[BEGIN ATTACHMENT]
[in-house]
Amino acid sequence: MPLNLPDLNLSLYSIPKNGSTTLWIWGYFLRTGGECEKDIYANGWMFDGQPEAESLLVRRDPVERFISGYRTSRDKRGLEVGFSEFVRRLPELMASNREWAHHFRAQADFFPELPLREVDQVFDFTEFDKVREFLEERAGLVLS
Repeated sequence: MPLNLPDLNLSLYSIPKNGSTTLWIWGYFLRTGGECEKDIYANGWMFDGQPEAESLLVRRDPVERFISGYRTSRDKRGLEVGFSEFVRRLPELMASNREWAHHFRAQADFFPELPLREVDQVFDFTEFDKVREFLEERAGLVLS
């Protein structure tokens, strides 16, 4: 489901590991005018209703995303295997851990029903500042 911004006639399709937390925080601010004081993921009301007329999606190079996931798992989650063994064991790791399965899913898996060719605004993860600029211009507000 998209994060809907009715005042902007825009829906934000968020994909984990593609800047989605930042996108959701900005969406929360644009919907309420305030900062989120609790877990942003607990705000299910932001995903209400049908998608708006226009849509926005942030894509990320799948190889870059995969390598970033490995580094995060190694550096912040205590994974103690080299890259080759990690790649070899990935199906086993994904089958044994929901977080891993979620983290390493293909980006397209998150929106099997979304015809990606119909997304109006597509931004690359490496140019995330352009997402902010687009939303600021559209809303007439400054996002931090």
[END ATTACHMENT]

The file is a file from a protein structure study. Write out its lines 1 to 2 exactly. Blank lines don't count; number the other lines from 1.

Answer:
[in-house]
Amino acid sequence: MPLNLPDLNLSLYSIPKNGSTTLWIWGYFLRTGGECEKDIYANGWMFDGQPEAESLLVRRDPVERFISGYRTSRDKRGLEVGFSEFVRRLPELMASNREWAHHFRAQADFFPELPLREVDQVFDFTEFDKVREFLEERAGLVLS